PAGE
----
[Updated March 2021]
This year, as we run the fourth annual SRE Survey, we decided it was about time to update our list of the top site reliability engineers to follow on Twitter. Last year the list topped out at 50. This year we’ve upped our game – we’ve got 60 on the list! So, grab a coffee, pull up Twitter, and check out these SREs, making noise about DevOps culture, the latest book releases, and the cutting-edge tech they’re excited about.
We’ve loosely categorized these 60 SRE accounts into the following broad categories:
- SREs in the Cloud
- SREs, DevOps, ITOps, and Beyond
- Scaling SRE across Networks, Infrastructure, and More
- SRE Advocates at Large
SREs in each category are listed in alphabetical order and we’ve included a tease of each SRE’s Twitter feed. Make sure to start following these accounts ASAP! And if you think we’ve missed anyone, please give a shout out to us @Catchpoint – we’d love to hear your recs!
SREs in the Cloud
These SREs share the latest on all things related to the cloud. If you’re looking for tips, best practices, or the latest industry news on cloud computing look no further!
Yaniv Aknin | @aknin
Senior Staff SRE at Google focused on working with GCP teams to define and meet high-quality SLOs. Ankin is a great tweeter of personal anecdotes and opinions about general tech culture. Also, he is a frequent retweeter of trending SRE and service management topics.
Bridget Kromhout | @bridgetkromhout
Bridget, a cloud-native OSS PM at Azure, tweets to over 34,000 followers. Follow Bridget for insights into what’s new in containerization, CNCF initiatives, and diversity issues in and out of tech.
Blake Bisset | @BlakeBisset
Blake Bisset is Head of Reliability Engineering at Azure. He recently contributed to several books, including 97 Things Every SRE Should Know edited by @jaimewoo and @EmilStolarsky and Implementing Service Level Objectives by @ahidalgosre. In his Twitter feed, Blake combines humor with insights into building, deploying, monitoring, and maintaining systems that are secure and reliable.
Caskey Dickson | @caskey
Caskey describes himself as “just a guy trying to help people run things in the cloud.” He focuses on SRE, operations, monitoring, and DevOps with very few personal comments and lots of re-tweeting of prominent folks in the field.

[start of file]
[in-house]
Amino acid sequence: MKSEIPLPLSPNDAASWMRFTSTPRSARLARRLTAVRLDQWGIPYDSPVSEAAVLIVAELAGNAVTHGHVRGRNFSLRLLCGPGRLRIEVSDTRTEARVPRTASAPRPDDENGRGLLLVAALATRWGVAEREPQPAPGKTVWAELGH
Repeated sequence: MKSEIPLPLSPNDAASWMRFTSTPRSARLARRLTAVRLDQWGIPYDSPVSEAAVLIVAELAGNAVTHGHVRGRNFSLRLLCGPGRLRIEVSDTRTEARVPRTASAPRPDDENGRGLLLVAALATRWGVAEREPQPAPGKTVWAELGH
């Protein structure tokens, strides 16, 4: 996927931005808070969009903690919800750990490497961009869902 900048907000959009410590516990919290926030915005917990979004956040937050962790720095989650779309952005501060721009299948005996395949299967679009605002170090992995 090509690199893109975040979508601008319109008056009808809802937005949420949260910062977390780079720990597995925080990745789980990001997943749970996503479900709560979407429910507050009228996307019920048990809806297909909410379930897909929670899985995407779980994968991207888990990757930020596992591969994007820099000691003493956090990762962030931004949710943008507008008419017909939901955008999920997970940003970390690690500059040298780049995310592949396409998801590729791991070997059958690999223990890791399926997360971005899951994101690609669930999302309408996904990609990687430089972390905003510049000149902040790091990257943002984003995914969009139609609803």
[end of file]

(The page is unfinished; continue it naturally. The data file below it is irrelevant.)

David Blank-Edelman | @otterbook
In his role as Senior Cloud Advocate at Microsoft, David Blank-Edelman focuses on modern operations and site reliability engineering. He’s a frequent speaker on site reliability engineering, most recently at NLUUG. Blank-Edelman was one of the co-founders of SREcon. His Twitter feed yields insights into the latest conferences around SRE and DevOps intermixed with a good dose of humor about travel, kids, and culture.
Gustavo Franco | @stratus
Gustavo Franco is a Google SRE ’07 class member and frequently shares tips for new companies on how to ensure your SRE team is successful.
Brendan Gregg | @brendangregg
Brendan is a cloud computing performance expert at Netflix where he focuses on large-scale computer performance, design, analysis, and tuning. He’s an active author and blogger in the SRE/tech space with a specific focus on Linux and application observability. He has a whopping follower count of 35,000.
Jason Hand | @jasonhand
Jason Hand is the Senior Cloud Ops Advocate at Microsoft and in 2016, was named “DevOps Evangelist of the Year” by DevOps.com. He recently authored a book on the topic of site reliability engineering and frequently writes, presents, and coaches on the subject, alongside DevOps and modern incident management practices. He has a great, highly tech-focused feed, followed by over 12,000 people. Plus, Jason is co-host of “Community Pulse,” a podcast on building community in tech.
Alex Hidalgo | @ahidalgosre
Alex is the director of SRE at @nobl9inc and author of The SLO Book. Ex-Google, Squarespace, and “the service industry”.
Addy Osmani | @addyosmani
Addy is an Engineering Manager leading a speed team on Google Chrome, “trying to make the web fast.” Osmani tweets to over 250,000 followers and is widely followed in the SRE community. Follow Addy for a mainly tech-focused feed, often related to metrics.
Chris Schrier | @schrierc
Chris is a Senior SRE at Google and his Twitter feed mixes highlights from the latest DevOps conferences, SRE trending topics, tech-related anecdotes and insights into his life as a parent.
Stephen Thorne | @jerub
Stephen is an SRE in London, where he works on the Google Cloud Platform. Co-editor of the Site Reliability Handbook and a frequent blogger on SRE-related issues.
Seth Vargo | @sethvargo
Seth is an engineer for Google Cloud and an author with a highly active Twitter account with over 18,000 followers. Seth mainly covers SRE-related issues and often highlights zeitgeist trends.
SREs, DevOps, ITOps, and Beyond
“What’s in a name” isn’t a question for these performance-focused experts whose Twitter feeds bridge field divides. Whether your team is going by the name SRE, DevOps, ITOps, or something else, make sure to follow these accounts today.
Mekka Okereke | @mekkaokereke
Tweeting out to almost 26,000 followers, Mekka “My Mask Protects You” Okereke, is the Director of Engineering in Play Growth at Google. He regularly offers insights into best practices in tech, including how to run anonymous code reviews, building inclusive teams, and being a collaborative asset to your org.
Syeda Kauser Inamdar | @codealatte
Syeda is a Software Engineer at LinkedIn and a frequent speaker at tech conferences. Follow Syeda if you love coding, creativity, and cake!
Julia Evans | @b0rk
Author and illustrator of the amazing wizardzines.com with a whopping 183,000 follower count. Julia frequently shares news about her latest tools and zines, designed to help SREs, DevOps and programmers better understand a wide array of topics from DNS queries to nginx config files.
John Allspaw | @allspaw
John is the co-founder of @AdaptiveCLabs with the goal of bringing resilience engineering to the industry. He tweets about incident analysis, data and metrics, and building adaptability into complex systems. There’s also the occasional cocktail tip.
Riley Berton | @rileyberton